177

 

S.D. - "I will syllable it with you." W.M. - "Syllable and begin.

 

S.D.-  "No, you begin." W.M. - "You ..lust begin." S.D.-  "Bat."

 

W.M.-  "Tu." S.D. - "Cain." W.M.-  "Tubal."

 

S.D. - "Tubal - Cain."

 

W.M. (looking at candidate)- "The name of this grip, is Tubal - Cain. Tubal - Cain was the first inventor of curious smith - work and of me talic operations by fire, and was the eighth man from Adam. You will now arise and salute the junior and Senior Wardens as a Master Mason."

 

The Master then steps to the East, resumes his gavel, gives one rap and the lodge is seated. In some lodges the S.W. stands in the West during the entire ceremony from the time the candidate kneels at the altar; and when the Master has concluded his remarks about Tubal - Cain he gives the rap which seats the lodge.

 

The S.D. now conducts the candidate by way of the Fast to the J.W. in the South and that officer rising to his feet, both he and the S.D. and candidate make the step, due-guard and sign of a Master Mason. He is then led to the Senior Warden, and that officer also rising, the step, due-guard and sign are again made by all three. The candidate is then re - conducted slowly towards the East, and as he arrives on a line with the altar the W.M. gives one rap, halting both the Deacon and candidate, and enquires:

 

"They have gone in the way of Cain," Jude 11.

 

178HAND BOOK OP FREEMASONRY.

 

W.M. (one rap)- "How is it in the South, Brother Junior Warden?"

 

J.W. (rising)- "All right in the South, Worshipful."

 

W.M. (one rap)- "How is it in the West, Brother Senior Warden?"

 

S.W. (rising)- "All right in the West, Worshipful."

 

W.M. (one rap)- (to S.D. ) "Brother S.D., you will re - conduct the brother to the S.W. in the West, who will teach him how to wear his apron as a Master Mason."

 

The candidate should now be led directly back to the Senior Warden's station without passing around the altar; but some deacons, not being well posted, lead him around by way of the South, and standing in front of the S.W. the Deacon addresses him as follows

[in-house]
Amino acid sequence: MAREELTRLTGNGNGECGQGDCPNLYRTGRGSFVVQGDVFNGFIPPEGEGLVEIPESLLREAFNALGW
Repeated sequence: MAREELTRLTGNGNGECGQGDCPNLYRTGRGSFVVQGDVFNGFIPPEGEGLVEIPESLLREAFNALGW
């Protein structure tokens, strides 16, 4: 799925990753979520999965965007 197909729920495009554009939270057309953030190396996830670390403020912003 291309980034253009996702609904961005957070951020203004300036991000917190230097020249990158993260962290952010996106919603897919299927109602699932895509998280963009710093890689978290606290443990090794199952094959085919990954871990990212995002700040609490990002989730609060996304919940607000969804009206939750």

S.D.-  "Brother Senior Warden, it is the order of the W.M. that you teach the brother how to wear his apron as a Master Mason."

 

*RITE OF INVESTITURE.

 

S.W.-  "My brother, Masonic tradition informs us that at the building of King Solomon's Temple, Master Masons wore their aprons with the corner turned down in the form of a square to designate them as Master Masons or overseers of the work. As a speculative Master Mason you will therefore wear yours in this manner to admonish you that your action toward all mankind should possess the qualities of that perfect figure to symbolize the in

 

$For the origin and meaning of this rite, see "Masteer Carpet," pp. 99E - 297.

 

WORK ON THIRD D9GRXZ.

 

179

 

tegrity of your service to God, and to remind you of your four fold duty to your country, your family, your neighbor and yourself."

 

The S.W. takes his seat; the S.D. re - conducts the candidate to the East and leaves him standing in front of the Master's chair, while he himself returns to his usual place. The Worshipful Master, rising to his feet, takes a small trowel and looking at candidate says W.M.-  "As you are now clothed as a Master Alason you arc now entitled to your WORKING TOOLS.

 

"The working tools of a Master Mason are all the implements of Masonry indiscriminately, but more especially the trowel. The trowel is an instrument made use of by operative Masons to spread the cement which unites the building into one common mass; but we as Free and Accepted Masons are taught to make use of it for the more noble and glorious purpose of spreading the cement of brotherly love and affectionthat cement which unites us into one sacred band or society of friends and brothers, among whom no contention should ever exist, but that noble contention, or rather emulation, of who best can work and best agree."*

 

"You will now be reconducted to the place whence you came, invested with what you had been divested of and await the further will and pleasure of the Worshipful Master."

 

This latter clause, or words of similar import, are put in by the W.M. to deceive the candidate, and to throw him off his guard by conveying the impression that the entire ceremonies of the degree

 

"S'andard Monitor." Cook. 1901 n. 4% - 1, 180HAND BOOK OF FREEMASONRY

 

are now over, and that nothing more remains to be done except to put on his clothes and go home.

 

The S.D. conducts the candidate to the altar where he makes the usual salute, the due-guard and sign, and is taken in charge by the J.D. or Stewards who lead him back to the preparation room and assist him to dress.

 

And thus the first section or Initiatory Ceremonies of this sublime degree are concluded.

 

The third degree, like the first, is divided into three sections. The first section comprises all that part of the degree from the "preparation" to the return of the candidate to the ante - room; the second section is that part where the death, burial and raising of Hiram are represented, and is regarded as the most important and sublime portion of the whole Masonic ritual; and the third section comprises "the historical record" of the degree, "the emblems" and the "charge."

 

SECOND SECTION.